David Macnaughton and his Fascinating World of Amateur Radio



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The HRO 50T1 Receiver Restoration Project

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Early in 2004 I received a letter from Dean, VK4ALN, generously offering me an HRO 50T1 from the early 1950's. Dean said that it had been stored in a cupboard for many years and while it was not in good condition, I was welcome to it if I intended to restore it. While it was certainly very rusty, it was decided that the best approach was not to strip it right down for a replate as had been done for the AR7, but that as much rust would be scraped off as possible and clear varnish would be applied to the chassis and of course fresh paint on the cabinet after a major sand down. It had a burnt out mains transformer and an old TV power transformer was located that had similar voltage ratings to the old one, but much higher current capabilities. It was installed. The unit had no audio output transformer, as it had burnt out too. The output was a pair of 6V6's in push pull, and so a replacement audio transformer was fitted. Next, all the resistors and most of the capacitors were replaced with new ones.

Circuitry wise, the HRO 50T1 is quite curious. It is a very standard circuit for a 15 valve, single conversion receiver, but the front end consists of two stages with 6BA6's, a mixer using 6BE6 then a 6C4 as the HF oscillator. That is the end of the miniature tubes. From there it uses a 6K7 and two 6SG7s in the IF and a 6H6 detector. The BFO is a 6J7 although I found the 6K7 worked better. There is a 6SN7 as S metre driver and audio phase splitter, a 6SJ7 as an AF amplifier and then the 6V6's as push pull output. A 6H6 performs the task of adjustable noise limiter. One can only assume that National had a stock of the older octal tubes that they wanted to use up, but they used the four 7 pin miniature tubes in the front end for their improved performance.  I have now removed the first 6H6 (detector stage) and in place have wired in a 6SA7 as a product detector to improve SSB performance. There was only a slight reshuffle of wires on the mode switch, and no changes to the front panel. A 7 pin tube socket has been inserted under the chassis near the old 6H6 socket and a 6AL5 has been used in place of the 6H6. I was using a pair of germanium diodes in place of the 6H6 at one stage and they worked fine, but why use solid state when one can use a tube?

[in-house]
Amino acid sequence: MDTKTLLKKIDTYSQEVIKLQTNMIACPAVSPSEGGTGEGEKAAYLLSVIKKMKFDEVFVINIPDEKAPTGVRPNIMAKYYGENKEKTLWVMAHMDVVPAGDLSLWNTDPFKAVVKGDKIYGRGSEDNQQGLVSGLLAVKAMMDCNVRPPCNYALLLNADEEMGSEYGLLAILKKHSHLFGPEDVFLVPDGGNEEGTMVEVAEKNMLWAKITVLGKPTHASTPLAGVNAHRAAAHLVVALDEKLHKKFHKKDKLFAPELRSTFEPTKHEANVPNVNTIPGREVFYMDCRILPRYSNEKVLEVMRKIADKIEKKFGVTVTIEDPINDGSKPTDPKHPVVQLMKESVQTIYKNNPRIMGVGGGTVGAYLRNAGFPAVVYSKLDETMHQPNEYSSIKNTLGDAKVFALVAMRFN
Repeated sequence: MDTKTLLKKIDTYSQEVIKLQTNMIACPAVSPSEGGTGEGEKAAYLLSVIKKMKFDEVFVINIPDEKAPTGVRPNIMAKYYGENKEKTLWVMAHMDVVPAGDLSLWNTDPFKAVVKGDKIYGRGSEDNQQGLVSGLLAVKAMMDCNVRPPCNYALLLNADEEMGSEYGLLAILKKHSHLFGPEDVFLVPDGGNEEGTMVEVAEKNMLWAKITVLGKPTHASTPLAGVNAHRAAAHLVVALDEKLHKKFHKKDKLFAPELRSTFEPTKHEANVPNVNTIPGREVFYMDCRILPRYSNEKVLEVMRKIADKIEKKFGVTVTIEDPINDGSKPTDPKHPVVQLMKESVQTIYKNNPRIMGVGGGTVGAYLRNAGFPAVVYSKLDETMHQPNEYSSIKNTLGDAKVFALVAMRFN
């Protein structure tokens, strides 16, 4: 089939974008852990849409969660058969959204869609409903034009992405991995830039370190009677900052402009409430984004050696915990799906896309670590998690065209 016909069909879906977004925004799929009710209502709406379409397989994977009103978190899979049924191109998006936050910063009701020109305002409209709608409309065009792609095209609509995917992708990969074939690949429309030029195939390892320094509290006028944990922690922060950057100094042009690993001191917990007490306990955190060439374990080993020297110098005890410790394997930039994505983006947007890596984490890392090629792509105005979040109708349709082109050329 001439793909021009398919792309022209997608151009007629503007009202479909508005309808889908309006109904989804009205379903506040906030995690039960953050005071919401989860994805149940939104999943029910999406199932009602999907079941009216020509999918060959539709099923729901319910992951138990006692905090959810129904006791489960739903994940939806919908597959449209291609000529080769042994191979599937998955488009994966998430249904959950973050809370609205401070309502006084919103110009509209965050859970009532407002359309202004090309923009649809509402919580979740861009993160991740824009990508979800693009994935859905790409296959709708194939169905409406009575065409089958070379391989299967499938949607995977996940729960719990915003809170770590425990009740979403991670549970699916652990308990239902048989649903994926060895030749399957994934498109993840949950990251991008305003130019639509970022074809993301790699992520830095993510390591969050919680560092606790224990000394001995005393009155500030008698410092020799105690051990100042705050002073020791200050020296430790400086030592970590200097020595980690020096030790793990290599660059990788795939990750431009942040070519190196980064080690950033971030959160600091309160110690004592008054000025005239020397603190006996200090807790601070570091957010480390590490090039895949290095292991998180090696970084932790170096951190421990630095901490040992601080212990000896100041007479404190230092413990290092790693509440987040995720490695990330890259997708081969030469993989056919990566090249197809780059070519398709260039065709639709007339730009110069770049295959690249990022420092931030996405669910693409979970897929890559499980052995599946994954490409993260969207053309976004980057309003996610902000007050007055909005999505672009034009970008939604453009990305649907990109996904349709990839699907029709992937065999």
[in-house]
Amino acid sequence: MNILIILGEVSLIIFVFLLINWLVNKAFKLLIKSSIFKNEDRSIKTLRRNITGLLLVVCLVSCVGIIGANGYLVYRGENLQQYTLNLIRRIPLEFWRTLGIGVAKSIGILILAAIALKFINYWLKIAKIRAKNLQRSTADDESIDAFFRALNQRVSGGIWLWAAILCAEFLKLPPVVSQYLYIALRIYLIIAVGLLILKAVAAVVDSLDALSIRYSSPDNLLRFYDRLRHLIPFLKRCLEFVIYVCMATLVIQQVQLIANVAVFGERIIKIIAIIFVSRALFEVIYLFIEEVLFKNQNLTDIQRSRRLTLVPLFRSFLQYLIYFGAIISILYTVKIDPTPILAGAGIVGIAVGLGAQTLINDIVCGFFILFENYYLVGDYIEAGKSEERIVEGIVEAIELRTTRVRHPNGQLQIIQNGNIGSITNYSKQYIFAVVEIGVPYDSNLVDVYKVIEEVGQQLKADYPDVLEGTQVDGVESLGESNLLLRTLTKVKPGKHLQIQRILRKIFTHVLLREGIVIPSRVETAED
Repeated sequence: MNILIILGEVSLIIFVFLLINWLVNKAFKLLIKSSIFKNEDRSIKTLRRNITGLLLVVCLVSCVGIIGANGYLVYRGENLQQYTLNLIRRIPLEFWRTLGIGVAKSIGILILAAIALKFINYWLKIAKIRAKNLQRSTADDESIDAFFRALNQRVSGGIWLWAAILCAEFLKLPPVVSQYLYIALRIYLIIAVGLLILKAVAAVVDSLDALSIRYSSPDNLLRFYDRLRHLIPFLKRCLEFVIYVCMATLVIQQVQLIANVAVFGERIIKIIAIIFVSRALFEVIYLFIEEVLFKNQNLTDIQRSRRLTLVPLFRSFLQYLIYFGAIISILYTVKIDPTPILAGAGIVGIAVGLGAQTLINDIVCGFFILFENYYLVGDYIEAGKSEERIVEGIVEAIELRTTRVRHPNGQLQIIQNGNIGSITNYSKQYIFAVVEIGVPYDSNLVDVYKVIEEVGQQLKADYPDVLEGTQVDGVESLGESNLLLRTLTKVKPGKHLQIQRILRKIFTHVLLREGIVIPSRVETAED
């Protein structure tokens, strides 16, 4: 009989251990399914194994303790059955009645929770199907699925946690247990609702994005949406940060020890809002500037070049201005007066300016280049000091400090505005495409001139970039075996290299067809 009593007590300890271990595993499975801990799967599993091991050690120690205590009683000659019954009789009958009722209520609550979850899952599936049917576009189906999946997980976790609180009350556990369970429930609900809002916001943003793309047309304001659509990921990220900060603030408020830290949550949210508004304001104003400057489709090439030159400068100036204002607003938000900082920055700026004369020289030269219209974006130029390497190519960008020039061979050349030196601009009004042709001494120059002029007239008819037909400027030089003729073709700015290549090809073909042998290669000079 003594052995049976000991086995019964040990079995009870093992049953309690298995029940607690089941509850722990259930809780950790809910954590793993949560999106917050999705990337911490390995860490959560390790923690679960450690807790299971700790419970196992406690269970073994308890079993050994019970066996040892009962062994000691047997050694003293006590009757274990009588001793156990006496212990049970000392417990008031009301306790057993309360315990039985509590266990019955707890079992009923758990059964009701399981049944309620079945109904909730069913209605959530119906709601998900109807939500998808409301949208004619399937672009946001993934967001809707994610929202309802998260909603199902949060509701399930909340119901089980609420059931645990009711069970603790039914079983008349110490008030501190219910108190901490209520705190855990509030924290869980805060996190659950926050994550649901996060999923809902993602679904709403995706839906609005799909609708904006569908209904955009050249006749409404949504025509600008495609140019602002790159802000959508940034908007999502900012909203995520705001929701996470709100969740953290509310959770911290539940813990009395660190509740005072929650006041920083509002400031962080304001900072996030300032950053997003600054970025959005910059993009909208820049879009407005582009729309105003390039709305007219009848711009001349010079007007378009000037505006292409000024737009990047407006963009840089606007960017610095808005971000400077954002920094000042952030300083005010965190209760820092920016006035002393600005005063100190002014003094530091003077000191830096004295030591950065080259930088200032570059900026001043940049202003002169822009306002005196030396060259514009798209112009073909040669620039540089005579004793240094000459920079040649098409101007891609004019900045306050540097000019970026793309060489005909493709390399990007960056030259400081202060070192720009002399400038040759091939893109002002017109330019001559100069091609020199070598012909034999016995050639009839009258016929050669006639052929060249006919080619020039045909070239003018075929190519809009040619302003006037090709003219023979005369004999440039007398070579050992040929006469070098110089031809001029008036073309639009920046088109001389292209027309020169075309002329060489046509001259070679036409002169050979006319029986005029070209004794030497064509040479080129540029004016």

IMPORTANT SAFETY NOTE: If anybody ever restores a receiver of this type, please note that an asbestos gasket is fitted between the RF chassis and the Power Supply / audio output chassis probably to reduce heat transfer. This asbestos is extremely dangerous and the fibres must not be inhaled. This was one reason why I did not pull the receiver apart for replating. I sealed the  asbestos with clear varnish, brushing plenty in and allowing it to set. I have recently found more asbestos in an old broadcast receiver I was restoring. A sheet measuring about 3" x 10" had been used to stop tube heat from heating up the plastic on the top of the cabinet. It was dealt with the same way with varnish.


Original state

After restoration

The paint on the coil box is still original at this stage. Comparing the paint colour on the coil box to that on the cabinet will give a good idea of the degree of colour match achieved. The original paint was slightly metallic and the fresh paint is more so. 

I will take some inside photos of the old receiver next time it is open and add them to this page